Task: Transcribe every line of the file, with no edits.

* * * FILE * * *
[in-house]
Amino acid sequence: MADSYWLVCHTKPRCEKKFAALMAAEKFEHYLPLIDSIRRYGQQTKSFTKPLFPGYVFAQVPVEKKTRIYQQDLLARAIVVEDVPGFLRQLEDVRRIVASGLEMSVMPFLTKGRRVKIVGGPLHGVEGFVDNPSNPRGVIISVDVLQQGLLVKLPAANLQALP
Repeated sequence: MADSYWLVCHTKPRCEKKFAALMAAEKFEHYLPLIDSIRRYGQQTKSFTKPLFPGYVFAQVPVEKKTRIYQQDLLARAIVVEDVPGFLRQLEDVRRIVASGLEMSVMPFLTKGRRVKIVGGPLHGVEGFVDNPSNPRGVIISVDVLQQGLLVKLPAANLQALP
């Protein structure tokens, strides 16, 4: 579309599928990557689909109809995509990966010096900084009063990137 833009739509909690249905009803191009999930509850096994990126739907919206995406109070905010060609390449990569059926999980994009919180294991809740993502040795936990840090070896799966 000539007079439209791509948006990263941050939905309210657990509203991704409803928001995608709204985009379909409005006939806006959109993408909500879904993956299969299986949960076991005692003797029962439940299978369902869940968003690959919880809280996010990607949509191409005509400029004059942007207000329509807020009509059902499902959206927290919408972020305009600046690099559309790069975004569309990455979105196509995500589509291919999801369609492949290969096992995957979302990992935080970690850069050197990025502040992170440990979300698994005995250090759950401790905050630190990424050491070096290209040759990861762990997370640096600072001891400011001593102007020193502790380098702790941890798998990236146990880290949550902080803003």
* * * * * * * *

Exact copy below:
[in-house]
Amino acid sequence: MADSYWLVCHTKPRCEKKFAALMAAEKFEHYLPLIDSIRRYGQQTKSFTKPLFPGYVFAQVPVEKKTRIYQQDLLARAIVVEDVPGFLRQLEDVRRIVASGLEMSVMPFLTKGRRVKIVGGPLHGVEGFVDNPSNPRGVIISVDVLQQGLLVKLPAANLQALP
Repeated sequence: MADSYWLVCHTKPRCEKKFAALMAAEKFEHYLPLIDSIRRYGQQTKSFTKPLFPGYVFAQVPVEKKTRIYQQDLLARAIVVEDVPGFLRQLEDVRRIVASGLEMSVMPFLTKGRRVKIVGGPLHGVEGFVDNPSNPRGVIISVDVLQQGLLVKLPAANLQALP
């Protein structure tokens, strides 16, 4: 579309599928990557689909109809995509990966010096900084009063990137 833009739509909690249905009803191009999930509850096994990126739907919206995406109070905010060609390449990569059926999980994009919180294991809740993502040795936990840090070896799966 000539007079439209791509948006990263941050939905309210657990509203991704409803928001995608709204985009379909409005006939806006959109993408909500879904993956299969299986949960076991005692003797029962439940299978369902869940968003690959919880809280996010990607949509191409005509400029004059942007207000329509807020009509059902499902959206927290919408972020305009600046690099559309790069975004569309990455979105196509995500589509291919999801369609492949290969096992995957979302990992935080970690850069050197990025502040992170440990979300698994005995250090759950401790905050630190990424050491070096290209040759990861762990997370640096600072001891400011001593102007020193502790380098702790941890798998990236146990880290949550902080803003």